January 20, 2005
Bush Inaugurated Today
Costing nearly $40 million dollars, today is the most expensive Presidential inauguration in the nation’s history, and comes at a time when the U.S. Is facing the largest spending deficit in its history. President bush’s inaugural address made references to his plans to reform social security, raised the possibility of more foreign interventions, and used religious language to justify u.s. policy abroad. (AUDIO) A poll of 21 countries published yesterday by the BBC shows that much of the world fears the next four years—nearly 60% of those surveyed said they expect bush to have a negative impact on peace and security. Today’s inauguration was also the most secure in the nation’s history, blocking off 100 blocks of the nation’s capital, and employing antiaircraft batteries, fighter jet patrols, and at least 13,000 security personnel. Thousands of protesters were spread thoughout the city and, as darby hickey reports, some met with violence at the hands of police.
British Gov. To Deport Terror Suspects
The British government has announced its plans to send foreigners held as terror suspects back to their countries of origin, where they may face torture or execution. The move is viewed by some as an attempt to avoid conceding that the British government does not have enough evidence to bring the detainees to trial. From London, Naomi Fowler has more.
Thousands of French Workers Strike
In France, hundreds of thousands of public-sector workers struck today, closing schools, stopping trains, and backing up the mail. They’re fighting budget cuts and stagnant wages—observers say if the protests escalate, they may threaten the stability of the center-right chirac government. Tony Cross has more from Paris.
Indonesia has increased its estimated death toll from the asian tsunami by 70,000 bringing the total dead to more than 220,000. Meanwhile, an Indonesian General said that in the two weeks since the disaster occurred, his troops have killed 120 separatist rebels in the hard-hit province of Aceh. The Free Aceh Movement has accused the military of using the tsunami to step up attacks on rebel forces; the military has accused the rebels of stealing aid supplies. Meanwhile us defence secretary Paul Wolfowitz called for a political solution to the conflict in Aceh, and argued that if Indonesia’s military tries to sabotage peace talks, it should be “pushed to get out of the way.”
Inauguration Report (3:37)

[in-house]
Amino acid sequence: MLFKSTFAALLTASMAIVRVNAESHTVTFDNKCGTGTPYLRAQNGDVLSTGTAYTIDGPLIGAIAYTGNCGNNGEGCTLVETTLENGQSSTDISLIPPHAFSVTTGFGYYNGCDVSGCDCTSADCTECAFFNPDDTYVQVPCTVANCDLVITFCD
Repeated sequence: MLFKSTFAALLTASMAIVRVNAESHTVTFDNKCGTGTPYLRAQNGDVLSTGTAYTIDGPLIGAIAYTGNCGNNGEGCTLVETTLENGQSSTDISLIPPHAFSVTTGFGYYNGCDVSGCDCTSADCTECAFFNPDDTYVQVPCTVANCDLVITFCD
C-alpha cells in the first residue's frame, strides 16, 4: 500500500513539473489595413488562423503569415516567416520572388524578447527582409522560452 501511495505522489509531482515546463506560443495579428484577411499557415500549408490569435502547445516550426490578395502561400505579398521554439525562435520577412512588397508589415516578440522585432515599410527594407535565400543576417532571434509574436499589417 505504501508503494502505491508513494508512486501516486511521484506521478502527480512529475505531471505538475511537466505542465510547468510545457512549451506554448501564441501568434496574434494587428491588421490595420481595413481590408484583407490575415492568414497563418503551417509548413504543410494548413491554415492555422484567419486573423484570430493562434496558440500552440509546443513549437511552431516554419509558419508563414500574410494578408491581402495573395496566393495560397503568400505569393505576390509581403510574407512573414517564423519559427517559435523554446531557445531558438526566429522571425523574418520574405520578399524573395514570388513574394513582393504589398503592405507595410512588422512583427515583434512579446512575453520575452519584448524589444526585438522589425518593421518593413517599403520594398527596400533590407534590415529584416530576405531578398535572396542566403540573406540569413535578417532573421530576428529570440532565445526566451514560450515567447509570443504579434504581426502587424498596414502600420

In his inaugural address on Capitol Hill, President Bush said that it is now the role of the US military and diplomatic efforts to promote “freedom” and “Democracy” around the world. The President also said he would further freedom within the United States by turning the country into an ownership society. Mitch Jeserich reports.
DC Protests Inauguration (4:36)
As the Presidential Inauguration unfolded today, protestors showed their discontent with the Bush administration by demonstrating and holding direct actions around the District of Columbia. Dolores M. Bernal brings us this report.
Texans Protest Bush’s Inauguration (2:00)
University and High School students in Houston answered a call to ‘inaugurate yourself.’ Renee Feltz has more.
Kurds Will Vote from ‘Home’ in Iraqi Election (3:10)
Just hours before Bush’s inauguration, a suicide truck bomb exploded outside Australia’s embassy in Baghdad. The bombing, together with attacks on other Iraqi security targets killed at least 26 people. According to press accounts, Bush responded by calling Iraq’s interim President and Prime Minister and urging them not to flinch from the timetable to hold the vote at the end of the month. Tensions are high across Iraq in advance of the election — including in the oil rich Northern City of Kirkuk, where 100,000 Kurds forced out of the city under Saddam Hussein this week won the right to vote in their old district. Aaron Glantz reports.
Poor Women Fear Term 2 of Bush (3:55)
In President Bush’s first term when the Department of Health and Human Services was lead by Tommy Thompson, a controversial strategy of using federal welfare dollars to promote marriage as a way out of poverty was implemented. By providing cash grants as an incentive for low income women to marry, critics charge that the system was forcing women into unsafe situations. Now as Congress is poised to confirm Mike Leavitt as the head of HHS, as Sarah Olson reports, many are afraid that the second Bush term will see further attacks on low income women.
Mexican Prison Crackdown (2:45)
Although visitation rights are being slowly restored, many of the over 530 prisoners in one of Mexico’s largest maximum security prisons remain incommunicado after military and federal agents took control of the facility in a surprise raid last Friday morning. The Federal Secretary of Public Security stated that a number of powerful drug lords housed in La Palma were continuing to run their operations from their prison cells as well as directing a cartel war along the U.S./Mexico border. But as Vladimir Flores reports, drug traffickers were not the only prisoners subject to a crackdown.